Those who experienced the Cold War remember what the world was like. A generation of American patriots spent their careers making sure our country stayed ahead of the Soviet Union’s growing conventional and nuclear arsenal.
We take pride in their accomplishments, from the beginning of the Manhattan Project in 1942 to today, when 19 percent of the nation’s electricity — and 63 percent of its carbon-free electricity — is generated by nuclear power.
I understand firsthand their dedication and sacrifice. My father worked as a nuclear weapons assembler and craftsman. My mom directed and tracked the movement of nuclear weapons parts around warehouses. Many employees at Idaho National Laboratory also are second-generation Cold War warriors.
And so I’d like all Idahoans to understand something: For many of us, this is personal. Nothing is more important than the safety and well-being of our workforce. These are our friends and neighbors, our parents, children, siblings, uncles, aunts and cousins.
With the clarity of decades of experience and knowledge, we do things differently now. At the time, the nuclear industry was in the early stages of its maturation process. Think of the automobile industry prior to seat belts and air bags.
Since those early years, the Department of Energy and the national labs have implemented significant, robust measures to ensure our people are protected when conducting this very important work. As pointed out in a recent Idaho Statesman column by Rocky Barker, the Energy Employees Occupational Illness Compensation Program is available to Cold War workers, and to their families.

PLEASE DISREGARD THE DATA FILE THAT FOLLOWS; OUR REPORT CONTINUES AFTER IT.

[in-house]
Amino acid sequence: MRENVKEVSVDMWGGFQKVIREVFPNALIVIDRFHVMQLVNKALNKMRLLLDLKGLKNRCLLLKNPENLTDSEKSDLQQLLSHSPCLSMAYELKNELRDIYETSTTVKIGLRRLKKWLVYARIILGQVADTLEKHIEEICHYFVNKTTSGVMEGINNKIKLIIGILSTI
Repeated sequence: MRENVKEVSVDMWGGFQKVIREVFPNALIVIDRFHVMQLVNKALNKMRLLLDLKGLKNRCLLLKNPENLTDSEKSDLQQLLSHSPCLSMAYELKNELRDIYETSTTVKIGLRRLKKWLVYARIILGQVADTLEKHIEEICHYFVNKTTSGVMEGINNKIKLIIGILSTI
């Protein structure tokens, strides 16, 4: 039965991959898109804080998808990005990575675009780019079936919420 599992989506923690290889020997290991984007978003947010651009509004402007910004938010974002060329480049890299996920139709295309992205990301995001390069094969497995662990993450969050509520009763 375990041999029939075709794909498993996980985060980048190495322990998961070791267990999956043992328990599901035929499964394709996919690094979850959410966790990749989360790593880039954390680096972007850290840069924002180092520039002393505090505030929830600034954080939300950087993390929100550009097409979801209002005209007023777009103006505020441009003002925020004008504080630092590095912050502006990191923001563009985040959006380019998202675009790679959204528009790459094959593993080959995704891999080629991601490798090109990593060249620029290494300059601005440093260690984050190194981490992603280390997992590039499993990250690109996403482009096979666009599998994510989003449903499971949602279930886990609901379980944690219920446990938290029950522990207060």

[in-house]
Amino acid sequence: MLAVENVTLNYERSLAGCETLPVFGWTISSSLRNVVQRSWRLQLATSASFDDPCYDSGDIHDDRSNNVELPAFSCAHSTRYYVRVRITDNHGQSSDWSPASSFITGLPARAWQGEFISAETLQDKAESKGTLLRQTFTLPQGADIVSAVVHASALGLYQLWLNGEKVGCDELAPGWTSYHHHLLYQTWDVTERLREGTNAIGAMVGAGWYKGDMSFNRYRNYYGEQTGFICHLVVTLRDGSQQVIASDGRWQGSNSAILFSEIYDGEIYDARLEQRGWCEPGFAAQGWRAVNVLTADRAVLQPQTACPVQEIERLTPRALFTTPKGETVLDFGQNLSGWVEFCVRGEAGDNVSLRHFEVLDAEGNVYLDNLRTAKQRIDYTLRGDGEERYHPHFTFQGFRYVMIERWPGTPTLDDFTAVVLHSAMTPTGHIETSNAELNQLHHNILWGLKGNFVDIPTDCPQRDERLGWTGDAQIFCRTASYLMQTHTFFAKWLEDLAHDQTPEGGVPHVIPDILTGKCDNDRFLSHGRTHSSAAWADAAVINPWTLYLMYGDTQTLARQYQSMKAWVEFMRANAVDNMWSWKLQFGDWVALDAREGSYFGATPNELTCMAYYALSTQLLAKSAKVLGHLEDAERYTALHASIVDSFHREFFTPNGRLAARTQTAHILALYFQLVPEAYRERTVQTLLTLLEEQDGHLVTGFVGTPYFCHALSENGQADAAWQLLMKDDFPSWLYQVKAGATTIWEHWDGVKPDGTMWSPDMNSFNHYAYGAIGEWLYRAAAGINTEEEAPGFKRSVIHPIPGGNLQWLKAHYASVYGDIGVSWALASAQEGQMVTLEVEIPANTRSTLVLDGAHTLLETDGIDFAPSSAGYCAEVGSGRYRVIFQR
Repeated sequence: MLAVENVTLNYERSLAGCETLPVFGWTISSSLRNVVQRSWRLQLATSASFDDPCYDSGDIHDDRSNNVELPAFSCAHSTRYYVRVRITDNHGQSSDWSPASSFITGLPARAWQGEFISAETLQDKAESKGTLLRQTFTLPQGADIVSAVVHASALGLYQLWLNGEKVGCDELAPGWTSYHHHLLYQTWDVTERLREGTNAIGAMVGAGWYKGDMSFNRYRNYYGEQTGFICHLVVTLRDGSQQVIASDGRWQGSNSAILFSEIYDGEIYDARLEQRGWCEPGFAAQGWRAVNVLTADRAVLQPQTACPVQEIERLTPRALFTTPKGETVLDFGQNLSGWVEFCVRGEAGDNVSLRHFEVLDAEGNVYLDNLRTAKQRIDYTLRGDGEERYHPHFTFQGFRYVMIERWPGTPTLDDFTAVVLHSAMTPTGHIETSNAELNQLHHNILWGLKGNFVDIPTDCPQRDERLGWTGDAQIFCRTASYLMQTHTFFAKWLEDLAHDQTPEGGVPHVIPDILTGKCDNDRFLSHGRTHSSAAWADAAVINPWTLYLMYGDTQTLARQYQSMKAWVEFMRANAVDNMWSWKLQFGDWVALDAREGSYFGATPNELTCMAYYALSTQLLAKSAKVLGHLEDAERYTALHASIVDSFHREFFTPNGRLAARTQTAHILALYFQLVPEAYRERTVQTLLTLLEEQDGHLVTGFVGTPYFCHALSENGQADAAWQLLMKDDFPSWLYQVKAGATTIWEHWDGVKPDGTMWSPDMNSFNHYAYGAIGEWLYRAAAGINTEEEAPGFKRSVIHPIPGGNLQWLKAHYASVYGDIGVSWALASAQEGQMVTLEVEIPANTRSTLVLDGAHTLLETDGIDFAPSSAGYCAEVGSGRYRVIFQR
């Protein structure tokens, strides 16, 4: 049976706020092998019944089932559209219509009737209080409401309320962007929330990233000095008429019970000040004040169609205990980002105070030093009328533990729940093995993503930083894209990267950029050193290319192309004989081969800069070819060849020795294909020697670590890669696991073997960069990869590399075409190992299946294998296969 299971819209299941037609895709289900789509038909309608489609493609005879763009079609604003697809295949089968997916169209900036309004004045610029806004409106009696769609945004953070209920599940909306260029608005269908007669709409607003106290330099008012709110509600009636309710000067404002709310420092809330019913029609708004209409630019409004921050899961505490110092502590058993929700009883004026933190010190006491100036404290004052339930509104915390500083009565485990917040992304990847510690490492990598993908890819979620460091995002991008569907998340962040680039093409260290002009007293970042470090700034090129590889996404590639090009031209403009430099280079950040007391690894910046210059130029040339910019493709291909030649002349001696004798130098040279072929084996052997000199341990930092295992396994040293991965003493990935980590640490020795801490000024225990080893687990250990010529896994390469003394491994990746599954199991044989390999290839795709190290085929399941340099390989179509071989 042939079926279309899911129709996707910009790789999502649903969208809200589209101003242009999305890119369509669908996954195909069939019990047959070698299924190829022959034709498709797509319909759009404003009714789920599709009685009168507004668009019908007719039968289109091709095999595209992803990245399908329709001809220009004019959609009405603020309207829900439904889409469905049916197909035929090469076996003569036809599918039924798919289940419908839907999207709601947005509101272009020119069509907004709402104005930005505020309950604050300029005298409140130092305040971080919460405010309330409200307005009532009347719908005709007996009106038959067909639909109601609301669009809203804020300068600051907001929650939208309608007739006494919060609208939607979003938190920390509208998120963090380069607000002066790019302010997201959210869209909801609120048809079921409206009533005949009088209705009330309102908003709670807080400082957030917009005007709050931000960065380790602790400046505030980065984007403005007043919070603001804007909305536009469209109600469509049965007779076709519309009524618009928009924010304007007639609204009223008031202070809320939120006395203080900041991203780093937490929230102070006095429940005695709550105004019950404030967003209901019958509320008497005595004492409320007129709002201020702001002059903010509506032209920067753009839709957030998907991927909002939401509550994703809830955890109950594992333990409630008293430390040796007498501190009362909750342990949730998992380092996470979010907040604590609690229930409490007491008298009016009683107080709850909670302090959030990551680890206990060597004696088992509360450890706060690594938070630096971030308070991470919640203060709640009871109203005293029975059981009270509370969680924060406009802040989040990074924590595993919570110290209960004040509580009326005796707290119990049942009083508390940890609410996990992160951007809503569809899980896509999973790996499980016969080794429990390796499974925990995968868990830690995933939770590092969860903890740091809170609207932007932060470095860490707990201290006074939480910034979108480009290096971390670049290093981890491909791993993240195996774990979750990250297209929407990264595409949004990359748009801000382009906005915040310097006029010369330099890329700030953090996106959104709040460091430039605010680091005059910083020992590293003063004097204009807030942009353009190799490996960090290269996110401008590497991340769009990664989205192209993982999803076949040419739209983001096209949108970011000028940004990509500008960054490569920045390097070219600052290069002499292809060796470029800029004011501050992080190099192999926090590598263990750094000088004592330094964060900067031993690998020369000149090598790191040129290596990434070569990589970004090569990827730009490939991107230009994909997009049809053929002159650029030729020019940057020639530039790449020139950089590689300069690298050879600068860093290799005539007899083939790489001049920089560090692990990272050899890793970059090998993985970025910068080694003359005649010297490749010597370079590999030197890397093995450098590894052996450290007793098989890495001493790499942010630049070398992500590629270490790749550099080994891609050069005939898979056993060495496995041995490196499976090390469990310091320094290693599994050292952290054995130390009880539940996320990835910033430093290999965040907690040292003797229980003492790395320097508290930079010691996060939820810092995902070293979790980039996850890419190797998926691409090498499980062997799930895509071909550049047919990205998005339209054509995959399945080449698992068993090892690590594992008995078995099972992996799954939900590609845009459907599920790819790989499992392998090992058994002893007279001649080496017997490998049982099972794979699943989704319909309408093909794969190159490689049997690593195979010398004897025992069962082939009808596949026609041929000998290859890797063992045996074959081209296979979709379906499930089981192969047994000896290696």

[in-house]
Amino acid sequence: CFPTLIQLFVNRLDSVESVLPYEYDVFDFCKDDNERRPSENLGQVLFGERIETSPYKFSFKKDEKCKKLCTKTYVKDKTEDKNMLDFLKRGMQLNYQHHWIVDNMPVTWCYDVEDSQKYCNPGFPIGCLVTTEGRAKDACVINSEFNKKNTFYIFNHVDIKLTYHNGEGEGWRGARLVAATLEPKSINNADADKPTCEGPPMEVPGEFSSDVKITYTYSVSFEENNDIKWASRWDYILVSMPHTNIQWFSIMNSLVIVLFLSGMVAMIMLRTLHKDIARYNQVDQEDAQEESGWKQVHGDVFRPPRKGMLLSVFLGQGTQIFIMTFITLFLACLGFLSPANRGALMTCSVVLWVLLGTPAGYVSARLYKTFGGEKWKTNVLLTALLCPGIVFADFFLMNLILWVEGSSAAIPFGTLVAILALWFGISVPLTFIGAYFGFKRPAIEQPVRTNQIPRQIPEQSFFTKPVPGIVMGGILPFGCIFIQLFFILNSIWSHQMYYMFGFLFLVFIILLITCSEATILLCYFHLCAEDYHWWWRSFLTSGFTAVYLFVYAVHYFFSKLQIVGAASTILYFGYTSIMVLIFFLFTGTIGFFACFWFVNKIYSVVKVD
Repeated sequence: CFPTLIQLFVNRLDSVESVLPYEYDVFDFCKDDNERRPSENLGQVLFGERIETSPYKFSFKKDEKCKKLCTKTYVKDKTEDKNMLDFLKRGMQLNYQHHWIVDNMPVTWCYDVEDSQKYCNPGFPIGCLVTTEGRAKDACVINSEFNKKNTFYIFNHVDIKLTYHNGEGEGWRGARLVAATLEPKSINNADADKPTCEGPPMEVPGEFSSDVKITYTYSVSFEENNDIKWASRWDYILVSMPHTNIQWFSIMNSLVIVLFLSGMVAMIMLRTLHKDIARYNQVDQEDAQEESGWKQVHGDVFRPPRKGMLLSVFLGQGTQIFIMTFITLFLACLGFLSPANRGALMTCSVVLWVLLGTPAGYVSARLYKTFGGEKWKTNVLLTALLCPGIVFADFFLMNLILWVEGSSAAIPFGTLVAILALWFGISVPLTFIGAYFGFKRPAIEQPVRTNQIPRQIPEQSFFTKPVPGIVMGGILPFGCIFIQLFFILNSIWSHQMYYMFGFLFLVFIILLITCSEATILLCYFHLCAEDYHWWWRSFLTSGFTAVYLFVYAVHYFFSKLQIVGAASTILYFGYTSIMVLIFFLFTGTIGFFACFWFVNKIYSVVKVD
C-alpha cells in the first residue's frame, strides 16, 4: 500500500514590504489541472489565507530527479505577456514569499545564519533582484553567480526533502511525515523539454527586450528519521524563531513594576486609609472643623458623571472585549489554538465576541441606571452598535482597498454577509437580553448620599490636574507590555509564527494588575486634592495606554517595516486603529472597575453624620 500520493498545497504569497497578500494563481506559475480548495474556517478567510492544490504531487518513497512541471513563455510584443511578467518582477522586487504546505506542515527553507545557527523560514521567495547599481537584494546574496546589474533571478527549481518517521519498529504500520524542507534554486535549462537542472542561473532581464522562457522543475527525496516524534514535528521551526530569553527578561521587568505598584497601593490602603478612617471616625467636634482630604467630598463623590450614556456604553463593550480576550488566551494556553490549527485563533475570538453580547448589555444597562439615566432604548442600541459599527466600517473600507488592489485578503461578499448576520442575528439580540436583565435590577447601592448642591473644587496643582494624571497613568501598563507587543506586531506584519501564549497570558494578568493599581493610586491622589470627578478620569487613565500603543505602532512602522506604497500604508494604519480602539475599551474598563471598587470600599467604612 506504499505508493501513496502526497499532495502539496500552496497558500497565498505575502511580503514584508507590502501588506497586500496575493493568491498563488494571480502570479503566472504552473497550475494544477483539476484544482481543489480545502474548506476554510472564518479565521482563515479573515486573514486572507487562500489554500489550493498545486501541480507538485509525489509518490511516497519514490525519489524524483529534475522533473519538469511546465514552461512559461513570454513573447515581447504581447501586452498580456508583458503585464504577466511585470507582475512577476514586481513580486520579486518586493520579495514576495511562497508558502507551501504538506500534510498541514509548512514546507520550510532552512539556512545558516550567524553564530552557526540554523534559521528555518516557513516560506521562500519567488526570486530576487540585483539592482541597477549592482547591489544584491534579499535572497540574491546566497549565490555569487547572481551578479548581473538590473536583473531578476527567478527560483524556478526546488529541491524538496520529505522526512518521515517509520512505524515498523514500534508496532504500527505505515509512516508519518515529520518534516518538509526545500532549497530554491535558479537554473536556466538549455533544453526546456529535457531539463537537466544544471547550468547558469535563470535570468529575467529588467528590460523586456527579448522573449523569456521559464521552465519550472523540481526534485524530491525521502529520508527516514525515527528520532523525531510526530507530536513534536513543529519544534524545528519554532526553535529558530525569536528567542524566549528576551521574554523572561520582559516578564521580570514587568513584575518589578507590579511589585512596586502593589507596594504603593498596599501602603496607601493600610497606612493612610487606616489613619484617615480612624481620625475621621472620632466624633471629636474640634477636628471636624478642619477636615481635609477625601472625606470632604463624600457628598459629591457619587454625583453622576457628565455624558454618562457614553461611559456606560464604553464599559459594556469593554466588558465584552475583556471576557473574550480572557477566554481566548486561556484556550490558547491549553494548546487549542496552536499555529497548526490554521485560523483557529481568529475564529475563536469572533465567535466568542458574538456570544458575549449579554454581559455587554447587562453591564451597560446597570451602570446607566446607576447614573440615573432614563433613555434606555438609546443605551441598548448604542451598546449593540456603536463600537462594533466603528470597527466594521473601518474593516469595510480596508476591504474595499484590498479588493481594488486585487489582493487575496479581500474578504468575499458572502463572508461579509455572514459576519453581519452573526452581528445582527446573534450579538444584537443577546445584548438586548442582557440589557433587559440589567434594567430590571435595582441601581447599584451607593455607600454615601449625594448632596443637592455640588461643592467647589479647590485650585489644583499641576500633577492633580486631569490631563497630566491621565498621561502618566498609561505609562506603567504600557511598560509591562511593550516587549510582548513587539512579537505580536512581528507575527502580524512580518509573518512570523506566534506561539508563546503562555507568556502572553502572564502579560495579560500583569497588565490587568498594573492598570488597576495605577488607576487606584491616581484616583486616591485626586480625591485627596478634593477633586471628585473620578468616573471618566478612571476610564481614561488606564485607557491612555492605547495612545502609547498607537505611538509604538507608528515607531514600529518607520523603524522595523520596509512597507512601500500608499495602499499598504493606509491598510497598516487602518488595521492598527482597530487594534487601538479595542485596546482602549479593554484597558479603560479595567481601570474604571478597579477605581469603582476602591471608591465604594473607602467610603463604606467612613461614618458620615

At INL, we are working with DOE and its other national labs to make sure we are protecting our workers. It is our top priority every single day.
We do this by emphasizing a safety culture taught to us by the experiences of the past. INL leaders demonstrate a commitment to safety in their decisions and behaviors. INL employees embrace personal accountability, avoid complacency and are encouraged to challenge conditions or activities that could compromise safety.
When mistakes are made, it’s incumbent upon lab leadership and employees to learn lessons and implement changes to ensure mistakes are not repeated.
Barker’s column, and an accompanying McClatchy story, focused primarily upon events that took place nearly a half-century ago.
I’d like to address two recent events at INL that made headlines.
In 2011, workers at the lab’s Zero Power Physics Reactor were exposed to radioactive plutonium oxide. As former INL Director John Grossenbacher said publicly, this should not have happened.
INL leadership took seriously this event and agreed with the DOE report that concluded the accident was preventable. As a result, the facility was closed for nine months and corrective actions were implemented.
In August 2014, a small leak occurred at the Advanced Fuel Cycle Initiative Glovebox. This was discovered and brought to light through the diligence of our conscientious employees. It was self-reported. The leak was well below regulatory limits, but INL leadership stopped work in the glovebox and initiated an investigation.
Significant controls were implemented, including a novel leak-testing methodology. Development of this methodology not only benefited INL, but also national labs across the DOE complex.
The vital work we do here — safeguarding national security, designing tank armor to protect our combat troops, protecting our electric grid, and helping produce the clean, carbon-free energy that will power our future — gets accomplished only if INL’s nearly 4,000 researchers, technicians, engineers and support staff have confidence they will return safely to their families.
We believe in our mission. We value our people. We learn from the past, and because of that Idaho’s national laboratory continues to have the honor of taking on the big energy and security challenges that will determine what kind of world we leave our children and grandchildren.
Beierschmitt is deputy director at Idaho National Laboratory.